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Serm. II. Let us now observe the proper effect

of this practise, which is amendment.
I thought on my ways, says the Pfal-
mist, and turned my feet unto thy testi-

That is one effect, and advantage of this
practise. But it is not the sole and only

For to a good man it may be fometimes the ground and occasion of peace, joy, pleasing reflections, and comfortable hopes and expectations, and afford cause of thankfgiving to God. It will especially do so, at the end of life, to such as have made it a frequent practise, and have thereby been engaged in a strict and steady course of virtue. Like the Apostle, they will be able to fay: Our rejoycing is this, the testimonie of our 2 Cor. i. conscience, that in fimplicity and godly finceria ty, not with fleshly wisdom, but by the grace of God, we have bad our conversation in this world. And when he was yet nearer the period of his days on earth, he reflects, and looks forward in this manner: I bave fought 2 Tim. iv. a good fight, I have finished my course, I 7, 8. bave kept the faith. Henceforth there is laid up for me a crown of righteousnelle, which the



Serm. Lord, the righteous judge, shall give me at 1. that day.

This satisfaction, we may well suppose, was sometimes the result of the Psalmist's thinking on his ways. For though he did not always perform agreeably to the obligations he was under, yet he never laid aside the profession of religion, nor abandoned himself to an allowed and deliberate course

of wickednesse. So he declares in this Ver. 102. Pfalm: I have not departed from thy judgeVer. 22.

ments, for thou bast taught me. And, Re

move away from me reproch and contempt : Ver. 165. for I bave kept thy testimonies. And, Lord, Mo. 167.

I have hoped in thy salvation, and done thy commandments. My soul has kept thy testimonies, and I love them exceedingly. I have kept thy precepts, and thy testimonies : for all my ways are before thee.

But this was one 'happy effect of serious consideration, or thinking on his ways,

that he was better disposed and enabled to amend

what had been hitherto amiss, and to adVer. 67. vance in piety. As he says: Before I was

affliated, I went astray, but now have I kept, thy word. There were errours and faults in his conduct, in the time of ease and prospe

rity, which afflictions had taught him to Serm. correct and reform.

I. So here in the text : I thought on my ways : and having on that recollection and review observed fome, or even many defects and transgressions, I turned my feet unto God's testimonies. Whatever I discerned to be contrarie to duty, gave me grief and concern, and I resolved to do so no more. I determined, not to perlift in any thing, which I had seen the evil of: knowing, that any one sin, wilfully indulged, is a presumptuous disrespect to the authority of the divine law: and might harden my heart, and extirpate all sense of religion in my mind, untill I become totally forsaken of God, and abandoned to all manner of wickedneffe.

Having seen my errours, I refolved to be for the future more exact, careful and circumspect. And I have actually found, by experience, that this frequent, serious and impartial recollecting and reviewing my past conduct has been of great use to me, and proved an excellent mean of my amendment and emprovement.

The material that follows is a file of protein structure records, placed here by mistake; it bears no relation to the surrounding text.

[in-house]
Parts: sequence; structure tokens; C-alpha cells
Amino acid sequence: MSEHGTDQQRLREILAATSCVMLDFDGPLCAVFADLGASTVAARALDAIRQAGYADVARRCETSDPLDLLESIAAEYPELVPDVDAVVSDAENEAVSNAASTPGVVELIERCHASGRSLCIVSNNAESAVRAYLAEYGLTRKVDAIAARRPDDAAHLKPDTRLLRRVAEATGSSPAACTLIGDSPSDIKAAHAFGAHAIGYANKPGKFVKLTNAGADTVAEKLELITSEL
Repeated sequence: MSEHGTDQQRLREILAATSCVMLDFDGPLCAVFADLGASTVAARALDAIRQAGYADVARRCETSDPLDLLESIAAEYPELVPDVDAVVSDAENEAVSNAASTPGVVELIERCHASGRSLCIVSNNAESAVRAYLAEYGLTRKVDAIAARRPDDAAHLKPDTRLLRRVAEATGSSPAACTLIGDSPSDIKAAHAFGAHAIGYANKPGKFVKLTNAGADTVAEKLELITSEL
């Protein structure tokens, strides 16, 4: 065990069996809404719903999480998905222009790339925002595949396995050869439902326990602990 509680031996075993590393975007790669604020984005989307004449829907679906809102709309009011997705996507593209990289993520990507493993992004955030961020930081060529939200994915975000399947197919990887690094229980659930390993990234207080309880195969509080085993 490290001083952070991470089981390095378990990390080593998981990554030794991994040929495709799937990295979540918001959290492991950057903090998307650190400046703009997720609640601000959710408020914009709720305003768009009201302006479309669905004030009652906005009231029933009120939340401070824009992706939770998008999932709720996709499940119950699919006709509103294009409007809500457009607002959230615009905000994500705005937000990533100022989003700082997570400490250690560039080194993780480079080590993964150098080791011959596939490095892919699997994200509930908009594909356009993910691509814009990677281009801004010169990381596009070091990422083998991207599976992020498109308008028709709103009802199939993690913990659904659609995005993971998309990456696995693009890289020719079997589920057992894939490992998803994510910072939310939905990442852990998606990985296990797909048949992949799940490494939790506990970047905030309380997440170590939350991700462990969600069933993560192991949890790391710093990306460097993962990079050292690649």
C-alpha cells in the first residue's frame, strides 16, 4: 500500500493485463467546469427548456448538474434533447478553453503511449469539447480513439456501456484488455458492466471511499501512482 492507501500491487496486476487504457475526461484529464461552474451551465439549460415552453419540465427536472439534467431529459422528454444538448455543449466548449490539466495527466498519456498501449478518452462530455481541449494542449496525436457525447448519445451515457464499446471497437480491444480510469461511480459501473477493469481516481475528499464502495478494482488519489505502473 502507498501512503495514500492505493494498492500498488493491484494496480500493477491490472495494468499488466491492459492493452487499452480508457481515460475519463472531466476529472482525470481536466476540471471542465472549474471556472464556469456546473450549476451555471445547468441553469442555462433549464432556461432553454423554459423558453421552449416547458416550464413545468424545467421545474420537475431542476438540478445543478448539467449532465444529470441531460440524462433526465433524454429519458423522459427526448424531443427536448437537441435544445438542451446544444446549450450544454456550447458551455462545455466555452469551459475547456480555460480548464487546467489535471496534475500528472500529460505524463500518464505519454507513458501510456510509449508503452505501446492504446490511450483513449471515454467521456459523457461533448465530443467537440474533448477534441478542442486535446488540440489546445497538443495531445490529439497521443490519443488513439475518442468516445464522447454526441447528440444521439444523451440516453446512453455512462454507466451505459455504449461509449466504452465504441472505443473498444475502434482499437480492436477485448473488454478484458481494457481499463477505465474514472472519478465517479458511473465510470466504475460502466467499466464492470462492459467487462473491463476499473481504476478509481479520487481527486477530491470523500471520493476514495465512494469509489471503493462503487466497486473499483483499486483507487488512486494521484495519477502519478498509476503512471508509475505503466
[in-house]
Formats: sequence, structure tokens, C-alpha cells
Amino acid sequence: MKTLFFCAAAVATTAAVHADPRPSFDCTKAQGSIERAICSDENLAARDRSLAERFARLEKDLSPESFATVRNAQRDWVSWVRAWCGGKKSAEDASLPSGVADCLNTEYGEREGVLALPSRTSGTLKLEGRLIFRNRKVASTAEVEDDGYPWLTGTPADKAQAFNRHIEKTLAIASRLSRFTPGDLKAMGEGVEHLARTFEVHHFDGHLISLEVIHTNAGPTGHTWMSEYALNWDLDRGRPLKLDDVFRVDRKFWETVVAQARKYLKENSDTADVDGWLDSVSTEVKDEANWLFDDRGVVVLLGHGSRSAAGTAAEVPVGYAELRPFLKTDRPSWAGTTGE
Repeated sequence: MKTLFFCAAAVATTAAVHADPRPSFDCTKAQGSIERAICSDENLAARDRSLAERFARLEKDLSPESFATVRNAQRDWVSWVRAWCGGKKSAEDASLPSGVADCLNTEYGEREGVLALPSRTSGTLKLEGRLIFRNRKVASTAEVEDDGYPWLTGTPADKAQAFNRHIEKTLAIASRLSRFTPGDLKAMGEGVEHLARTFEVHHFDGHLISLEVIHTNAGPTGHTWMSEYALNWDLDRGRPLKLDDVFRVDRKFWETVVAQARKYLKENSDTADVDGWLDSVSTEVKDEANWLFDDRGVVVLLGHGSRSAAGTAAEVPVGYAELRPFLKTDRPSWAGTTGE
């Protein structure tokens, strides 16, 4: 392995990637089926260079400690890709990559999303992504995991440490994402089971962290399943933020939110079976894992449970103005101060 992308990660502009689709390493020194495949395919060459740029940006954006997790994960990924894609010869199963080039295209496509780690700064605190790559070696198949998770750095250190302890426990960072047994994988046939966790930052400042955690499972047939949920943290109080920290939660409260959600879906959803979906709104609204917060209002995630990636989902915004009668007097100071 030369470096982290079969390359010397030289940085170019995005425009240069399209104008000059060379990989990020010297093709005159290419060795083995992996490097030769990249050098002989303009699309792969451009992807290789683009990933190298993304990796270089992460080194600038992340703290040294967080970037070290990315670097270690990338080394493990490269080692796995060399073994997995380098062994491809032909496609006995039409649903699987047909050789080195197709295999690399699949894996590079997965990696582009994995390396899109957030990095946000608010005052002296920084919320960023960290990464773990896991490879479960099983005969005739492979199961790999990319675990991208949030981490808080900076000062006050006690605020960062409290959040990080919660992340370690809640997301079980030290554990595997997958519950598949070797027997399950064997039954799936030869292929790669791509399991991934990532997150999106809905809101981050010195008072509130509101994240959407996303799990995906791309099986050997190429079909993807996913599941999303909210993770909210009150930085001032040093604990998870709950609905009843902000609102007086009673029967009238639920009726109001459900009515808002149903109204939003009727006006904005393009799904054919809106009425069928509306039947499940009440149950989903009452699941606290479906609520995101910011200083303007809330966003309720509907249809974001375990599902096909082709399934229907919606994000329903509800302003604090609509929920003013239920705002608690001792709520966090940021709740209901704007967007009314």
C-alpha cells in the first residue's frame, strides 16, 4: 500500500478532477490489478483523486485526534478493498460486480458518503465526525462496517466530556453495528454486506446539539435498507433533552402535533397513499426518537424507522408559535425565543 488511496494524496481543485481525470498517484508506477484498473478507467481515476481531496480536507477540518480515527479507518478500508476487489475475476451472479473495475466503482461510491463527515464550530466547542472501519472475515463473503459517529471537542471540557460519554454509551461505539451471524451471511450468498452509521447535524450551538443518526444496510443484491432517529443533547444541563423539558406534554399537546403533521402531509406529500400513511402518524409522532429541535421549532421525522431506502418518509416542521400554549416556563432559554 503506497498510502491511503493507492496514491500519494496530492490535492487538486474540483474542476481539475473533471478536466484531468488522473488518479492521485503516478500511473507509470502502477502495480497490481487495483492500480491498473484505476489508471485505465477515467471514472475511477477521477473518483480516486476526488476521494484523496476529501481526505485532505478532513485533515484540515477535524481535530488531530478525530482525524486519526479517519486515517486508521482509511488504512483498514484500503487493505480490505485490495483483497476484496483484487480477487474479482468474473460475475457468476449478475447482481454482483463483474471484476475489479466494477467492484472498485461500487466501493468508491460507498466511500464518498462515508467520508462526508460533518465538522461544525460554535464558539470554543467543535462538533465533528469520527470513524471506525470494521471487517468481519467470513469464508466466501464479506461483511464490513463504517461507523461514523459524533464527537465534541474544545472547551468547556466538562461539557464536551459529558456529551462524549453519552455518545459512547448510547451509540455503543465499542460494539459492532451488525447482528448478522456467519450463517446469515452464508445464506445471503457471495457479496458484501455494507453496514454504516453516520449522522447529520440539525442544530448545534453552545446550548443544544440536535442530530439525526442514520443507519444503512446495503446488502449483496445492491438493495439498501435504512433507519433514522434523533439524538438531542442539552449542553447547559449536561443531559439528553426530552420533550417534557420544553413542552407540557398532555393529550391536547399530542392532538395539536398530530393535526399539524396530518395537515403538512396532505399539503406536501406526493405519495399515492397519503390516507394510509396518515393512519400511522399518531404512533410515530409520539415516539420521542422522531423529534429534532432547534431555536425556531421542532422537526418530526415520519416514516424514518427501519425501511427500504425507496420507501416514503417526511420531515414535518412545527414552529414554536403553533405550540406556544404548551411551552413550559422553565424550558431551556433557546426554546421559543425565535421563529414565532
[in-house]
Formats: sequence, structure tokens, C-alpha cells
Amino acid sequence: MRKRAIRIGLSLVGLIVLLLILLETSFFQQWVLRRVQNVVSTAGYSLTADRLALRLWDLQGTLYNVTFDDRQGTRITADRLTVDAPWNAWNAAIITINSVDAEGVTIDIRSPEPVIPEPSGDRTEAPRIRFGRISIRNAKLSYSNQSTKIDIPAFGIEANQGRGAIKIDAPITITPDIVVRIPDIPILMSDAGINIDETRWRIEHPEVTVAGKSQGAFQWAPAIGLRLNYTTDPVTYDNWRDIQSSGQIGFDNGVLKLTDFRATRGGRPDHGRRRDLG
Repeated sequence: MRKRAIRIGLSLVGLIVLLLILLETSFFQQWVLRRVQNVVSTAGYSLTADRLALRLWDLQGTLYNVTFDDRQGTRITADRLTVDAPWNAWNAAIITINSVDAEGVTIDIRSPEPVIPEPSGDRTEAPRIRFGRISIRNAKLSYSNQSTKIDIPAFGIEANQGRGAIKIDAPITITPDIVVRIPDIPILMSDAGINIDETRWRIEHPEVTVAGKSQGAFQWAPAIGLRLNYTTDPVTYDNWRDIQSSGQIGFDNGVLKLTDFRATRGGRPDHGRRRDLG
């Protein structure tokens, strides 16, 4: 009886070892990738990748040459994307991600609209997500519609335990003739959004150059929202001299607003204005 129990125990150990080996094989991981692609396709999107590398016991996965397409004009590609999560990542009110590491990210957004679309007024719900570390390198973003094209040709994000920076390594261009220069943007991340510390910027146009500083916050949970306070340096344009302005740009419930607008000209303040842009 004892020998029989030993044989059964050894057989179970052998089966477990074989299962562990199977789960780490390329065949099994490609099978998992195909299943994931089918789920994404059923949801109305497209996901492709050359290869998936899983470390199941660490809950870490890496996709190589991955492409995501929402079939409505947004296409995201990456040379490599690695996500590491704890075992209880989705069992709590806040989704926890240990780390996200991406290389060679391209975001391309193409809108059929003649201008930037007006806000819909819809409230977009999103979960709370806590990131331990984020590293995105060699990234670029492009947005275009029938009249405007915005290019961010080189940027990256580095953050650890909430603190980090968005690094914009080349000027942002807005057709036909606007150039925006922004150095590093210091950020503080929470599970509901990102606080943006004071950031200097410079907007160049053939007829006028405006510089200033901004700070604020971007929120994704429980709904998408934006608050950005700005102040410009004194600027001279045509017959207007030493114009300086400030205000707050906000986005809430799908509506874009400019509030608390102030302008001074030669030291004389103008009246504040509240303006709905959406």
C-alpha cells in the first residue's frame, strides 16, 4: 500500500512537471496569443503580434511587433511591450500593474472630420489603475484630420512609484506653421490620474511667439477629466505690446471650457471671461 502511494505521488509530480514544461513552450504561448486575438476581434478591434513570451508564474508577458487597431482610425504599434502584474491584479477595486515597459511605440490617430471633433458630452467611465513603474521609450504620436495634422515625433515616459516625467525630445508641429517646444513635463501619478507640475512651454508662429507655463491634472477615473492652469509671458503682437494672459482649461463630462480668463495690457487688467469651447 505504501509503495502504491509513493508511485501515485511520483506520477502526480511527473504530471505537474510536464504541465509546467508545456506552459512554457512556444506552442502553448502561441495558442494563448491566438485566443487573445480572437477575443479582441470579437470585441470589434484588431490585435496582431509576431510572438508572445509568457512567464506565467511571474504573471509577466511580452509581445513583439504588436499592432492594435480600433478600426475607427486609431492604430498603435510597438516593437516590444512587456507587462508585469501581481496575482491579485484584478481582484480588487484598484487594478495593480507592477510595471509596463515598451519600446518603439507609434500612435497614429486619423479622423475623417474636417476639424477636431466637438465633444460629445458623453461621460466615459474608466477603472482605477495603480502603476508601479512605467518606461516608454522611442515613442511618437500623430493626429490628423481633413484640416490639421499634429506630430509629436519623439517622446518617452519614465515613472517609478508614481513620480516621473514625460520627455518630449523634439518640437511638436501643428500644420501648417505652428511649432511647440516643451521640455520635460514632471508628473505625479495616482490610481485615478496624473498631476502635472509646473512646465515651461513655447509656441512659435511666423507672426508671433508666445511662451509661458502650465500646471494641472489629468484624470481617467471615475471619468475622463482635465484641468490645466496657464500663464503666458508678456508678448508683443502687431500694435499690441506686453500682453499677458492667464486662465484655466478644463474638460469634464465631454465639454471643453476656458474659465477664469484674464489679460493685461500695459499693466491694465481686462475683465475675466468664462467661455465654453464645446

III. It remains, that in the way of ap

plication I recommend this duty of consideration, or the practise of think

ing on our ways, hy fome motives. 1. It is a very fit and proper employment of rational creatures, whilst in a state of trial: wherein they labor under many frailties and imperfections, and are exposed to various fnares and temptations.

What can be more proper for such beings, in fuch circumstances, than to think on their ways? They are accountable to God. And must it not be very becoming them, to Thew a respect to him, and his laws, by frequently considering their behaviour : that, if at any time, through surprize, or any other means, they have been misled, they may make humble confessions of their offenses, and resolve and aim and endeavour to do better in time to come.

2. I observe fecondly, (which follows from what was just said,) that this practise is very proper for all men.

It is proper for such, as have not yet ferioully devoted themselves to God and his ser

vice: and also for those, who are really and SERM. fincerely, but only imperfectly good. It is

I. greatly needful, and of the utmost importance for the former, to think on their ways. And it may

be very expedient and beneficial for these laft likewise. The Psalmist thews as much by his own example, who ought to be placed in this later rank. And he


be well understood, to intend by this observation, to recommend the practise to others.

3. This exercise of the mind is oftentimes expressly recommended to men by God himself, or his Prophets, speaking in his name, and by his authority.

In the first chapter of the book of Isaiah God laments and complains, as it were, that Ifrael did not know, his people did not consider. Il. i. 3: And earnestly calls to them, to attend to the end of things. Wash ye, make you clean: 16. Put

the evil of your doings from before my eyes. Cease to do evil, learn to do well. Come now, and let us reason together, faith the Lord.

If ye be willing and obedient, ye shall eat the good of the land. But if ye refuse, and rebell, ye shall be destroyed. For the mouth of the Lord bath Spoken it. They are severely checked and reproved, who go on securely in




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